Preliminary hearing set for former IT specialist charged with theft of university property

Joseph Schulz, Managing Editor

A preliminary hearing date of March 5 has been set for former UW Oshkosh IT Specialist Michael Van Vonderen, who has been charged with theft of movable property for allegedly stealing university equipment and selling it to local pawn shops.

The hearing was set in a court proceeding Feb. 6 at the Winnebago County Courthouse. If Van Vonderen is convicted of theft of movable property charges, a class G Felony, he could be fined up to $25,000 or sent to prison for a maximum of 10 years, or both.

According to documents filed in Winnebago County Circuit Court in November 2019:
Van Vonderen admitted to stealing a classroom projector, two iPads from Headstart, a couple Dell laptops, two MacBooks and two computer monitors.

He confessed to stealing the items when he handed in a resignation letter to IT Information Service Director Victor Alatorre in early September 2019.

He told Alatorre that he was resigning due to financial trouble and that he pawned the stolen equipment off at EZ Pawn and Pawn America for approximately $3,000.

Alatorre also discovered that Van Vonderen had rented seven pieces of equipment from Polk Library in August 2019, which were not recovered as of Van Vonderen’s resignation.

Joe Schulz
Former UW Oshkosh IT Specialist Michael Van Vonderen and his lawyer, Daniel Muza, appeared before Court Commissioner Bryan Keberlein on Feb. 6.

University Police Department Detective Mike Bartlein investigated the thefts and found that Van Vonderen had also pawned items at Fast and Easy Pawn and Mister Money.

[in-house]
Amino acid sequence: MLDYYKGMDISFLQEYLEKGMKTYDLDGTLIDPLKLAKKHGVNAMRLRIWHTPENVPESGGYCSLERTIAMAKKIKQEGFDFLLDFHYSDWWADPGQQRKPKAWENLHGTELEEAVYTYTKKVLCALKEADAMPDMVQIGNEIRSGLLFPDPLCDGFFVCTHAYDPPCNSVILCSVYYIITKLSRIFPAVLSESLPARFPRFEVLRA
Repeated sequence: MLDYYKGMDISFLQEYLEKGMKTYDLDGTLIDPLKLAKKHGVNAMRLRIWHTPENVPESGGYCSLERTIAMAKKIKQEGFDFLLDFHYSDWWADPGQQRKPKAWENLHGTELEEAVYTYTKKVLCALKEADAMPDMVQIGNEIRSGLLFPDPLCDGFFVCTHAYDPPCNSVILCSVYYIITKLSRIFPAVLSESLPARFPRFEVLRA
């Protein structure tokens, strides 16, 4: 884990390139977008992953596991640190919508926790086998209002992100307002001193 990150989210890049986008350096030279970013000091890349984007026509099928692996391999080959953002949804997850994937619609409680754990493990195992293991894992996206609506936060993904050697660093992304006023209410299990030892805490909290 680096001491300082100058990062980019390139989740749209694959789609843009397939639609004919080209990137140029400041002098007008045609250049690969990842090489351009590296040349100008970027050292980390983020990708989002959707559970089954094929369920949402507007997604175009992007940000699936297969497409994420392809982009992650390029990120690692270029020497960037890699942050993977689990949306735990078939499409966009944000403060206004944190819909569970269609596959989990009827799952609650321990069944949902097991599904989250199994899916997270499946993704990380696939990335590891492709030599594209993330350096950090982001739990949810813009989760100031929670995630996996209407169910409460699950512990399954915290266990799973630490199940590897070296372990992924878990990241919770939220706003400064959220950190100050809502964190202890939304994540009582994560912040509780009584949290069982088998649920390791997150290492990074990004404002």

Bartlein contacted each of the pawnshops and was able to recover some of the stolen equipment, but some items had been sold before they could be recovered. Specifically, Fast and Easy Pawn had sold an iPad Air, an Apple DVR and a MacBook Pro.

On Sept. 16, Bartlein conducted a more thorough search to determine how many pawn transactions Van Vonderen had conducted, finding that he completed 93 transactions of 115 items at seven stores for roughly $12,000.

An audit team documented missing items and determined that over $28,000 of university property linked to Van Vonderen was not recovered.

The audit found that 24 unrecovered items were pawned by Van Vonderen, eight items were recovered and seven items have not been returned to Polk Library.

According to court records, several items went missing in January 2019 such as a 4k camera valued at $559, and accessories for the camera valued at $129.

University Marketing and Communications Media Specialist Patrick Flood first noticed the items were missing and asked Van Vonderen about them. Van Vonderen told Flood that he had lent the camera to a friend in Chicago and that he would have to go there to get it back.

In February 2019, Van Vonderen returned a camera; however, in later auditing UWO determined the camera that was returned had a different serial number than the one that had been missing.

Later that same month, Jason Page began working for UMC as a media specialist and was familiarizing himself with the equipment, when he noticed that an audio recorder was missing.

Page asked Van Vonderen if he had borrowed the recorder, and Van Vonderen replied that he had run it over with his car. The serial number of the missing device was later matched to one that had been pawned.

Van Vonderen signed a bond in December that prohibits him from contacting anyone mentioned in the initial criminal complaint, including Alatorre, Bartlein, Flood and Page.

The bond also barred him from having contact with UWO, besides traveling through the campus, but that was amended on Feb. 6 to allow him to have contact with university property for employment purposes.

According to Van Vonderen’s lawyer, Daniel Muza, Van Vonderen has been employed as a delivery driver for DoorDash and has to stop on the UWO campus to deliver food.

He will appear again in court at 10:30 a.m. March 5.